Monthly Archives: December 2009

How to compile Slash’EM on Mac OS X (tty version)

These instructions are for the source tarball from the stable Slash’EM Page (0.0.7E7F3 at the time of this writing). I assume that you have unpacked it and moved your bash to the top of the extracted filesystem.


pushd sys/unix/ ; sh setup.sh

You have to uncomment the BSD #define in line #22 of include/unixconf.h, then change line #963 of win/tty/termcap.c (this is a single line):


#if !defined(LINUX) && !defined(__FreeBSD__) && !defined(__APPLE__) && !defined(__MACH__)

Next comment out line #340 of the generated src/Makefile, and uncomment the line above (WINTTYLIB = -lncurses). Also make sure you set PREFIX, GAMEUID and GAMEGRP from Makefile to sensible values (example):


PREFIX = /Users/dirk/install
GAME = slashem
# GAME = slashem.prg
GAMEUID = dirk
GAMEGRP = staff

As suggested by Patric, instead of modifying GAMEUID and GAMEGRP, you can also edit the two lines that set CHOWN and CHGRP, and simply set them to true:


CHOWN = true
CHGRP = true

Then all there is left to do is to compile and install:


make
make install

If everything went fine, you will have your slashem binary in ~/install/games/local/bin. To start it cd there and invoke it in your bash: ./slashem.

To customize, I added the following line to .bash_profile:

export SLASHEMOPTIONS="@.slashem.rc"

And the file ~/.slashem.rc with the following contents:


OPTIONS=DECgraphics,number_pad:0,time,autopickup,showexp,pickup_types:$!?+"=/,name:Dirk
OPTIONS=norest_on_space
OPTIONS=runmode:walk
OPTIONS=color
OPTIONS=!hilite_pet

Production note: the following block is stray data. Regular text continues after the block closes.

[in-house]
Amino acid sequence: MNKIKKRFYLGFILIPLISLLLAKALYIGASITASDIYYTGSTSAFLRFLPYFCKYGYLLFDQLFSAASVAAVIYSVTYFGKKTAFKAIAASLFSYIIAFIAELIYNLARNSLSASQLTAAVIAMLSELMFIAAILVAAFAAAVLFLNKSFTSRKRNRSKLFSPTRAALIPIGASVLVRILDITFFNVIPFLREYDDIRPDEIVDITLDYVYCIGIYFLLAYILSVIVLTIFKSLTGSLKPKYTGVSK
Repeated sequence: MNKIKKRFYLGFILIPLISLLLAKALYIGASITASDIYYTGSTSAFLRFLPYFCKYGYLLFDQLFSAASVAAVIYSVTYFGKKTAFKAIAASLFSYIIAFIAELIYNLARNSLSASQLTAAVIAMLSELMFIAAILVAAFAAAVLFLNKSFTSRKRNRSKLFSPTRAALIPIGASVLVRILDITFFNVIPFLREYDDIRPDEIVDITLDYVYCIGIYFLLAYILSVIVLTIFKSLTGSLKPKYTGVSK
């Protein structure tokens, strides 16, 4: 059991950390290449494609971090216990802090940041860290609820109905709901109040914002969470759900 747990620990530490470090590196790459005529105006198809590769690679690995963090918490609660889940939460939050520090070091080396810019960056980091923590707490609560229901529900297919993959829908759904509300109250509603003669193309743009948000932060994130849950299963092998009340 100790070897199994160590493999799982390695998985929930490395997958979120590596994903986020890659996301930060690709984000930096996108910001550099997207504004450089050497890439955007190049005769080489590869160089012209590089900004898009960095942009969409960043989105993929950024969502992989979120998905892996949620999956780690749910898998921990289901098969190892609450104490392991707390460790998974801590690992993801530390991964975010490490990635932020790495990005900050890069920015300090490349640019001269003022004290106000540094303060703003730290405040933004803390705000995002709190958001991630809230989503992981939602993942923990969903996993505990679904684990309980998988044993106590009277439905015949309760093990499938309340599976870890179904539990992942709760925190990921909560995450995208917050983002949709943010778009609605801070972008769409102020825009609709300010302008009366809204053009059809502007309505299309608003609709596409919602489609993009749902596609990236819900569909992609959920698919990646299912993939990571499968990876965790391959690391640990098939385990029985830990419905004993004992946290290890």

Your config will probably vary.

Have fun playing!

iNetHack protection fee

After seeing that 1.3 was ready for download, I checked the iTunes page to see if everything was correct and I could indeed download it. That’s when I noted that there are an awful lot of 1-star ratings (about one third of all ratings). What’s worse, this number seems to have grown over time, even after 1.1 remedied a lot of the shortcomings of iNetHack’s 1.0 debut.

This made me think that since it’s free, users who don’t even know NetHack will give it a try, and of course they are utterly repelled by it. iNetHack in its current form never was intended for beginners. Which led me to something many devs have experienced too (and I have seen very clear examples of that behavior): Making your app free just invites 1-star reviews. It hurts to see that in other free apps, and it certainly hurts to see it for iNetHack. I know that my next publication for the iPhone will certainly have a fee (clarification: publications that are not an open source port). This is certainly no excuse for the current UI. Making it much more beginner-friendly is on my todo list. But I won’t change the core gameplay or add save games.

So what do you think? Do you see a future for an iNetHack protection fee or not? Please vote in the poll to the left and leave a comment!

Update: Thanks for all your feedback and votes! The poll leans very clearly to keeping iNetHack free of charge, and so it will be.

iNetHack 1.3 is gold for iPhone

Today the app store saw the release for review of iNetHack 1.3, which leads to a likely possible release date of Q1 2010.

The major theme for 1.3 was hearse integration. Some accidental bugfixes and UI improvements might also have slipped in.

iNetHack 1.3 has a different file format (both save and bones files) from previous versions, so it’s highly recommended to remove the old version before installing the new one.

Merry XMas!

NetHack 64 bit vs iNetHack 32 bit

As we all know, NetHack needs a 64 bit environment to run properly 😉 I just spent two days trying to bootstrap some files for iNetHack on my only recently upgraded snow leopard machine (a process which was working fine with leopard) when in my desperation I started to compare struct sizes:


struct version_info {
unsigned long incarnation; /* actual version number */
unsigned long feature_set; /* bitmask of config settings */
unsigned long entity_count; /* # of monsters and objects */
unsigned long struct_sizes; /* size of key structs */
};

iPhone Sim: 16 bytes
iPod Touch: 16 bytes
Snow Leopard: 32 bytes

Yeah, told you so 🙂

This very probably still leaves some structure alignment differences between sim and device, since they don’t share bones very well, though they both operate on the same byte alignment (little endian).